The only thing I love more than hearing a great story is to be the one telling it.
I have good company in my devotion to the story. It forms the outline of every television soap opera, sitcom and cop show and most of the movies. It fells forests to supply paper for an unending outpouring of novels, all with a story to tell. It connects with people as nothing else does.
In My Reading Life, novelist Pat Conroy drops story upon story upon the reader, more than any single book I’ve read in a year.
Conroy tells of the time an agent for his publisher took him as a young, up-and-coming author to call on booksellers and attempt to market their latest line. The publisher wanted the budding author to see how difficult it is to get bookstores to take their publications and display them prominently. On the third day out, the agent suddenly turned to Pat and said, “You’ve seen me do this. Now, let’s see if you’ve got what it takes…. We know you can write a book; now let’s see if you can sell one.”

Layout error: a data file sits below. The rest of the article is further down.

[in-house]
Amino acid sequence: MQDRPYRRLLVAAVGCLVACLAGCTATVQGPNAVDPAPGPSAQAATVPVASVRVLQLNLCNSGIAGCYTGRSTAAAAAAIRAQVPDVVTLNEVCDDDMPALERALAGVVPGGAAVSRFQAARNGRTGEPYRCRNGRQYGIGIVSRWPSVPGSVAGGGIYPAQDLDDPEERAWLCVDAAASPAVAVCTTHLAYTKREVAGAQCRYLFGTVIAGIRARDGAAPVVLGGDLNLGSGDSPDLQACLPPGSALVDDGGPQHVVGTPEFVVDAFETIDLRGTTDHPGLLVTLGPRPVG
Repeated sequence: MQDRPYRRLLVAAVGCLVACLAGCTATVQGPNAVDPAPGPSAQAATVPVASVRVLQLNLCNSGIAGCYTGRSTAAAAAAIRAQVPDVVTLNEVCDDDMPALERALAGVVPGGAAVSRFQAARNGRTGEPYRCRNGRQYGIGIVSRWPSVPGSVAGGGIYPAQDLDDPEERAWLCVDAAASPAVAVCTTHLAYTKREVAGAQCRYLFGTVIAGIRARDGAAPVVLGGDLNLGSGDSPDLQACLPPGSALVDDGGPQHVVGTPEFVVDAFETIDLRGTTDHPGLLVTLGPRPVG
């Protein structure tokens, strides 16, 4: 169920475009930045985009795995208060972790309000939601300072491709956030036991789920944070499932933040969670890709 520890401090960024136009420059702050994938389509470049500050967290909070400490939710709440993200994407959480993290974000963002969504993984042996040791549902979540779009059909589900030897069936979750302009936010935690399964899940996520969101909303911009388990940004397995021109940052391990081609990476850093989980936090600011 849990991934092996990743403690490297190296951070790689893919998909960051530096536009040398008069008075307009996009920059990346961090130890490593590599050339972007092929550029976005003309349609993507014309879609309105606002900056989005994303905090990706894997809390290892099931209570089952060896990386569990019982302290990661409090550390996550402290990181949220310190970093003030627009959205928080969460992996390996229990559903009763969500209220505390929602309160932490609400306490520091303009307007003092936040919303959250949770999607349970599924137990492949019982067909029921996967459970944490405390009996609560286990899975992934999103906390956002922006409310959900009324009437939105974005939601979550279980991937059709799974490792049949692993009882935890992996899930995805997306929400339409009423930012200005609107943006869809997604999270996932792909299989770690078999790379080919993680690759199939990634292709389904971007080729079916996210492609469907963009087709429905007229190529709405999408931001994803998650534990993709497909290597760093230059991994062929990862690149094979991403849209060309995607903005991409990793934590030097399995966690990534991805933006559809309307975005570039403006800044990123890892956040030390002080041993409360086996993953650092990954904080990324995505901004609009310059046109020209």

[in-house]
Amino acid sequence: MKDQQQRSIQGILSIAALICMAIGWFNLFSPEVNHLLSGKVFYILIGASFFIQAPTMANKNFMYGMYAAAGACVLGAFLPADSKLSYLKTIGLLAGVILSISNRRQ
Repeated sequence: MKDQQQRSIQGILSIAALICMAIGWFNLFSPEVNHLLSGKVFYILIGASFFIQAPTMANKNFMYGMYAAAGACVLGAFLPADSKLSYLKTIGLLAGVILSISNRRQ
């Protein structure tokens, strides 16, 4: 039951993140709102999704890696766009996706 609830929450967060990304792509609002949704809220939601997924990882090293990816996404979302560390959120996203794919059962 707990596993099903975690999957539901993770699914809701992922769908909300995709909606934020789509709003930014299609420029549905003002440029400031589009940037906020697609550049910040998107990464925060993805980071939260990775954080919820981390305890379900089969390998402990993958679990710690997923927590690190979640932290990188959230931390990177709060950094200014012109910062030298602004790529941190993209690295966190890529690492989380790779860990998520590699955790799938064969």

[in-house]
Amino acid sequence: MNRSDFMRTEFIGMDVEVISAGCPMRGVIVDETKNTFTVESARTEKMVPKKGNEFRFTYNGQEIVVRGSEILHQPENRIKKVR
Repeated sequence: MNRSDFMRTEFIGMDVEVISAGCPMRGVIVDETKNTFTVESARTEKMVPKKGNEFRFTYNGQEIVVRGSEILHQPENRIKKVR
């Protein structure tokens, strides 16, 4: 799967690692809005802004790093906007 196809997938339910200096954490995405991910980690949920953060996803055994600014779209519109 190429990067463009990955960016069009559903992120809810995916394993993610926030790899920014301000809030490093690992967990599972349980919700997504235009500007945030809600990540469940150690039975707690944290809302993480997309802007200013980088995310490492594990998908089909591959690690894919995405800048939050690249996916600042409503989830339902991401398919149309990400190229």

Conroy was game. He gave it a try. Addressing the bookseller, he launched into the chatter he’d heard from the agent, making the case for each of the new works coming from the publisher. Then he came to his own book, The Water is Wide. He described it.
The store owner said, “Who gives a d–n?”
Conroy was stunned. The man said, “What should my readers care what happened to a bunch of black kids on an island no one’s ever heard of?”